I am a Muslim Turk and I Condemn the Jewish Holocaust: Guest Blogger Aylin Kocaman on Altruism in Nature

By | Feb 01, 2013

I am a Muslim Turk and I Condemn the Jewish Holocaust

By Aylin Kocaman

The world watched the slaughter of 6 million Jews during the Second World War. A racist, dictator and lunatic slaughtered them in broad daylight in the name of “the superiority of the Aryan race,” and the world said nothing.

One of the worst tragedies in history was portrayed under a scientific guise. Attempts were made to portray the slaughter as justified. Yet there was no science or logic involved. However, propaganda, indoctrination and ignorance resolved the issue. There was a mass of people ready to be deceived. And deceived they were. The world merely watched one of the greatest tragedies in history. Some people even applauded it!

In his book “Mein Kampf,” Hitler spoke of a struggle for survival he adopted from Ernst Haeckel and claimed existed in nature. According to that idea, the world’s population was greater than could be met by its natural resources, meaning that the strong and “fittest” would always have to be victorious. So sick, old, handicapped and weak people had to be eliminated, and so-called “unfavored races” would have to excluded from the “favors” as much as possible, or, more importantly, annihilated. Hitler acquired the racism on which he based his fascism from that idea.

The Nazis’ “theory of race” was based on the hypothesis that there is an “iron law” that every animal in nature mates only with its own species. They sought to adapt this law among “species” in nature to human “races.” The fact is, different species could not generate new generations, but races could. But this was not supposed to be so in Hitler’s terrifying logic.  Hostility toward Semitic races led Hitler and his Arian followers to describe themselves as a supposedly superior race. And thus began the Jewish Holocaust, that the world remembers with disgust.

Here I must remind readers that the concept of the struggle in nature on which Hitler and other racists base their ideas is a complete deception. There is a struggle for survival in nature, but altruism is more dominant. Living things survive, not by always killing one another, but by generally behaving altruistically, protecting one another and even living together. They sometimes give up their lives to protect others. Life is therefore not a battleground, as Hitler imagined. More importantly, we are not animals who have to kill others in order to survive.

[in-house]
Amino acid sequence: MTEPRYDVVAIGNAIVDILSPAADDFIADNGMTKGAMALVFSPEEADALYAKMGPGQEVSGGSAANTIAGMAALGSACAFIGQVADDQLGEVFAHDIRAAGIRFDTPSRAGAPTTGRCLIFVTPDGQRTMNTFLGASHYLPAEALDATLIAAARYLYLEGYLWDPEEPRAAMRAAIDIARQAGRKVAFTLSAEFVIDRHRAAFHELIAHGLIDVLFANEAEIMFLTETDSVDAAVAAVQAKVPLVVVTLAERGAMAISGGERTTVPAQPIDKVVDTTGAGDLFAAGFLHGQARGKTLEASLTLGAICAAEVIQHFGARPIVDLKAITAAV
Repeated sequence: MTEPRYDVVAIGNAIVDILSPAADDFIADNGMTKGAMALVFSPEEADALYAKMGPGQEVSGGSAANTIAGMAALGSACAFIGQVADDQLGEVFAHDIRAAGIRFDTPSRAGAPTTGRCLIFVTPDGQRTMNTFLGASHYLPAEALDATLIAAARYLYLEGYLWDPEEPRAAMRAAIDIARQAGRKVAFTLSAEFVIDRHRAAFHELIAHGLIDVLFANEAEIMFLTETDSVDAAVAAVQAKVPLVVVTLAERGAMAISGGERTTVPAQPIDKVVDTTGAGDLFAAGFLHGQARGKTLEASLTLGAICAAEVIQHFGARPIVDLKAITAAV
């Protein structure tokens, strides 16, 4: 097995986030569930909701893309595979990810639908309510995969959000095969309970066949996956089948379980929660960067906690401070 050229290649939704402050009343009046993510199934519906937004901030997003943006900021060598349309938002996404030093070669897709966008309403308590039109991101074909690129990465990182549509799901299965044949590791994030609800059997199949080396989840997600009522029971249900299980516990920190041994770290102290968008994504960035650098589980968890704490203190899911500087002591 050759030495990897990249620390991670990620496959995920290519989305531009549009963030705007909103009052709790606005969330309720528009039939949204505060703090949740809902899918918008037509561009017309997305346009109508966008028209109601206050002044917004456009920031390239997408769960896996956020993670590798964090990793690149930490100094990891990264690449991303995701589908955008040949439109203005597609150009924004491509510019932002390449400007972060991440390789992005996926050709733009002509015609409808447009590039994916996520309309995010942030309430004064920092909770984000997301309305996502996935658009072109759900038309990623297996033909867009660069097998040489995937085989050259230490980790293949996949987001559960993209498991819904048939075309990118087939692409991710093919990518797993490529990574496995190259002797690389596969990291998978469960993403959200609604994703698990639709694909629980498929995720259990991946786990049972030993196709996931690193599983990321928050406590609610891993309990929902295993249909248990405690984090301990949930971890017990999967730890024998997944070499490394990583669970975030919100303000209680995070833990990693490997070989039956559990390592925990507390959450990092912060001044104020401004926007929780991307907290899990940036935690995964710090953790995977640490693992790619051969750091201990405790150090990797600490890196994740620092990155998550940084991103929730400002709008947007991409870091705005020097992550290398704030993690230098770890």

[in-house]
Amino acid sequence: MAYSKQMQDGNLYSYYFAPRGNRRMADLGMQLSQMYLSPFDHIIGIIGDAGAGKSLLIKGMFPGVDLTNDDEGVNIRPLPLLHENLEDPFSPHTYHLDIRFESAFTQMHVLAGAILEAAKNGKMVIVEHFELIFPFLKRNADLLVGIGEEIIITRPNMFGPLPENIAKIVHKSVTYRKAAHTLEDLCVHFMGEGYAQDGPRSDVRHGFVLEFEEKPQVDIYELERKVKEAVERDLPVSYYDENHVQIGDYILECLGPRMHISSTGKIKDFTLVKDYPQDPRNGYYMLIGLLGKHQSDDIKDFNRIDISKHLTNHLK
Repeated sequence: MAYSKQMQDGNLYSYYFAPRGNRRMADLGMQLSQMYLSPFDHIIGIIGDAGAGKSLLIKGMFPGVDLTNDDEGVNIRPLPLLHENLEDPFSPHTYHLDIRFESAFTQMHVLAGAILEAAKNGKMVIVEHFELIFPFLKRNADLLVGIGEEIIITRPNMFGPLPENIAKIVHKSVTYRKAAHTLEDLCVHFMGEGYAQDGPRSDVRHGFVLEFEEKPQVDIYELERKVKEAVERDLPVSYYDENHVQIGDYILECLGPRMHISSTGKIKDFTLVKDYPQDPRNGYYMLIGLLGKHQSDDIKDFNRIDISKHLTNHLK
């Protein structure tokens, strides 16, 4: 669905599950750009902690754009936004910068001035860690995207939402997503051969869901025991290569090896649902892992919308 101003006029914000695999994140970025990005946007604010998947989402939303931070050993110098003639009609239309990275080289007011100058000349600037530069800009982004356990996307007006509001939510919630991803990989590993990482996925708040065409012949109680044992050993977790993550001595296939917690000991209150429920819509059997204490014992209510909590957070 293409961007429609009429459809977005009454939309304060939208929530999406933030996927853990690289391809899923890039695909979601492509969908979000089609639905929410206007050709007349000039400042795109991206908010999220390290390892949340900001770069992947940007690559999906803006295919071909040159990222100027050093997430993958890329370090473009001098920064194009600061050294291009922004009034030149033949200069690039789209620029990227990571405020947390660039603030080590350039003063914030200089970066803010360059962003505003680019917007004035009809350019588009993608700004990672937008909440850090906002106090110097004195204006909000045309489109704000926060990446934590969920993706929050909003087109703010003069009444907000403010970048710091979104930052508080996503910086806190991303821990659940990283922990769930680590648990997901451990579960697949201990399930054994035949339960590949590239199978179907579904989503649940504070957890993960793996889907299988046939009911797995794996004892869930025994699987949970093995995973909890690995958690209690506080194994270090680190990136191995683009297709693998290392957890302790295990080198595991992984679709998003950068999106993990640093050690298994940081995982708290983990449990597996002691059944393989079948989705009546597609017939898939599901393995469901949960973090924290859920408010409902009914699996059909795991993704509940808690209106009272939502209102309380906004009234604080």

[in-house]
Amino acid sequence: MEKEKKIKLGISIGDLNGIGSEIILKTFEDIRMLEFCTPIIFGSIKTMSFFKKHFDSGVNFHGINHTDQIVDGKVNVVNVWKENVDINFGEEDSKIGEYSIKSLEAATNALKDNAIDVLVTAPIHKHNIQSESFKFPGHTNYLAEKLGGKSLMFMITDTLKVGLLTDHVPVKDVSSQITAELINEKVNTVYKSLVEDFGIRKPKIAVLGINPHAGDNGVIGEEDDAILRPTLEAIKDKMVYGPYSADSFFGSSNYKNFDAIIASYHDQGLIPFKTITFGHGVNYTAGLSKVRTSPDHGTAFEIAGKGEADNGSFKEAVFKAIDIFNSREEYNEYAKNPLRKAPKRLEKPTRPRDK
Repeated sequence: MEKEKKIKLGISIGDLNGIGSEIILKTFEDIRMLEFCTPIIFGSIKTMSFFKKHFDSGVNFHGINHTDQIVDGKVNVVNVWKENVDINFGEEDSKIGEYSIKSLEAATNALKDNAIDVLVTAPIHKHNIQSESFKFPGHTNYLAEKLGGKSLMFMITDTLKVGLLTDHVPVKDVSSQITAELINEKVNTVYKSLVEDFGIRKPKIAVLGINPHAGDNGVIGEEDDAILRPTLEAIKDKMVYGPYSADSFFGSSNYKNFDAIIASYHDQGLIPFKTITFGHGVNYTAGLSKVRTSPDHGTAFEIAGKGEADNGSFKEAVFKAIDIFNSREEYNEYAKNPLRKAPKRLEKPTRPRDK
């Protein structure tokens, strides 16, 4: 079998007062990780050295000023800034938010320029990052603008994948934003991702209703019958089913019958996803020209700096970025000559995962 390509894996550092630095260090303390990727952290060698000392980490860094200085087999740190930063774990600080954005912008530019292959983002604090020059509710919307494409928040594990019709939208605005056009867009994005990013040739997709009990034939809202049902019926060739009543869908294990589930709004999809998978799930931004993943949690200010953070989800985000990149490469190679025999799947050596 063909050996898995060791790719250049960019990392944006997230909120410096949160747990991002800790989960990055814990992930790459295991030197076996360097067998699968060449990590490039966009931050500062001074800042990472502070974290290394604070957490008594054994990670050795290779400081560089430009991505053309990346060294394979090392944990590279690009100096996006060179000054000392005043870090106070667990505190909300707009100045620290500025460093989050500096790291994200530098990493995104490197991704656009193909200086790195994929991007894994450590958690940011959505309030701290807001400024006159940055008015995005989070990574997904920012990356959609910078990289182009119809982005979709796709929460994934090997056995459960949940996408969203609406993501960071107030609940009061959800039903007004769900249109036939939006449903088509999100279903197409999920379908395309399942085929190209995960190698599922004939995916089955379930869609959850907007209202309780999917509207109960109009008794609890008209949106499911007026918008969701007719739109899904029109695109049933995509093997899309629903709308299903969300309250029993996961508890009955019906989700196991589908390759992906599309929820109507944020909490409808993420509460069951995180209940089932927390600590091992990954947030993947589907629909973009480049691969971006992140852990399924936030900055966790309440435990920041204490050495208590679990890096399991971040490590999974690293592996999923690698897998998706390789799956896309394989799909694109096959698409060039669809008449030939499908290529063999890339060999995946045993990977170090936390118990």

My aim in this piece is not to describe the details of the Jewish Holocaust, which I curse with all my heart and which is familiar to all. I want to describe, from a Muslim perspective, how Islam looks at the Holocaust. Islam curses the Holocaust. There is no racial discrimination or superiority in Islam, as there is not in any other religion. God says in the Koran:

“Mankind! We created you from a male and female, and made you into peoples and tribes so that you might come to know each other. Verily the most honoured of you in the sight of Allah is (he who is) the most righteous of you. God is All-Knowing, All-Aware.” (49:13)

God says it is righteous, genuine and honest people who are superior. Superiority does not, therefore, lie in race, descent, brain size, eyes or eyebrows, but in moral values. People who imagine themselves to be racially “favored” may experience an unexpected disappointment in the presence of God. As the verse says, people have been divided into different races and ethnic origins so they can come to know one another and live in peace and brotherhood. Not to claim to be superior and murder one another. Different races are not, as fascists imagine, a tool in a supposed “fight for survival.”

Islam curses anti-Semitism. Jews must be treated with affection by Muslims as friends and brothers and, according to the Koran, they must be protected by Muslims in times of need. Just as the Turkish diplomat Behic Erkin saved 20,000 Jews from Nazi persecution in 1939. He gave them identity documents with the moon and star, the emblems of the Turkish flag on the side, and taught them to say the Turkish words, “I am Turkish, my relatives live in Turkey,” thus affording them protection, and brought 20,000 Jews safely to Turkey. The number of Jews whom Erkin later rescued from the concentration camps is even greater.

Behic Erkin is an excellent model, but not the only example. Many Turks brought Jews to safety in Turkey in their boats and gave them the opportunity of living in safety in Turkish territory. This stems from these people basing themselves on the true spirit of Islam that is far removed from bigotry.

Jews need to know this: there are still people like them in Turkey. Turkish people will always continue to love and protect Jews, despite political crises I am certain are only temporary. Because Turkish people think democratically and are devoted to Islam. And they know perfectly well that Islam curses anti-Semitism.